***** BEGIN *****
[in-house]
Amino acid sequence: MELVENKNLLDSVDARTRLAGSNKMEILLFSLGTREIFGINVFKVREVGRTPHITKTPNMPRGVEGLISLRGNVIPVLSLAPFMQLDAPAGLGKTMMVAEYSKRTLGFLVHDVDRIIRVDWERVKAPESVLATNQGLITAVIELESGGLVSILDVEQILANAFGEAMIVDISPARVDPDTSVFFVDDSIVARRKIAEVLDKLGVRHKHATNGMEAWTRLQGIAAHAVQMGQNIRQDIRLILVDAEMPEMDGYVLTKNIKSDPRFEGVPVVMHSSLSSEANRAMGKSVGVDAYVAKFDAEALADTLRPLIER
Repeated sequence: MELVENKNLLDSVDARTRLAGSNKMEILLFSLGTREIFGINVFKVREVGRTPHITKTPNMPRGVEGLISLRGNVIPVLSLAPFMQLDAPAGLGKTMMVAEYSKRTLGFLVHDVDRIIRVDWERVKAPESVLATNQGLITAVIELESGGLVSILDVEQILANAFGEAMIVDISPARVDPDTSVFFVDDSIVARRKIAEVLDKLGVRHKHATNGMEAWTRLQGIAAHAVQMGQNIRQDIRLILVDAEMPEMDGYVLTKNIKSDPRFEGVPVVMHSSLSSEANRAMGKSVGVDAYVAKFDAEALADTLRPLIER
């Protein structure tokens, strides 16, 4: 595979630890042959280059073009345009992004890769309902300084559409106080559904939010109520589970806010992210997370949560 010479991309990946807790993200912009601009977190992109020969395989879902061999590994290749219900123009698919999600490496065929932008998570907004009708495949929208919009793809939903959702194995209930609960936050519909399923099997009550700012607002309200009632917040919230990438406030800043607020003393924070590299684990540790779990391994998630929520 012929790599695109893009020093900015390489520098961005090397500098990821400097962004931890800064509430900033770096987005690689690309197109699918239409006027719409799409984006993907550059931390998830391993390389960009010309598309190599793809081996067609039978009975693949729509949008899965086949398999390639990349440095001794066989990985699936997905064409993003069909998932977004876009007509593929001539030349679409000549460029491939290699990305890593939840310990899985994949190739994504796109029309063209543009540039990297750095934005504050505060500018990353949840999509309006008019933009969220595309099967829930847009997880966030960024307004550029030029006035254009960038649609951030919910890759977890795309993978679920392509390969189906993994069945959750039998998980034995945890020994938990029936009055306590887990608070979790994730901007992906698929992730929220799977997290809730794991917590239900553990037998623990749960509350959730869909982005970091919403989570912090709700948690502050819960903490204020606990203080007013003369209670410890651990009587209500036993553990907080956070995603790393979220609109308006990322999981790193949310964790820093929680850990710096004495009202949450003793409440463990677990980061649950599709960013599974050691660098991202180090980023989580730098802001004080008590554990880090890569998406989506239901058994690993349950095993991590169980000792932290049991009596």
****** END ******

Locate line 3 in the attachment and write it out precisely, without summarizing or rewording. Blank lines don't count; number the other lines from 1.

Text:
Repeated sequence: MELVENKNLLDSVDARTRLAGSNKMEILLFSLGTREIFGINVFKVREVGRTPHITKTPNMPRGVEGLISLRGNVIPVLSLAPFMQLDAPAGLGKTMMVAEYSKRTLGFLVHDVDRIIRVDWERVKAPESVLATNQGLITAVIELESGGLVSILDVEQILANAFGEAMIVDISPARVDPDTSVFFVDDSIVARRKIAEVLDKLGVRHKHATNGMEAWTRLQGIAAHAVQMGQNIRQDIRLILVDAEMPEMDGYVLTKNIKSDPRFEGVPVVMHSSLSSEANRAMGKSVGVDAYVAKFDAEALADTLRPLIER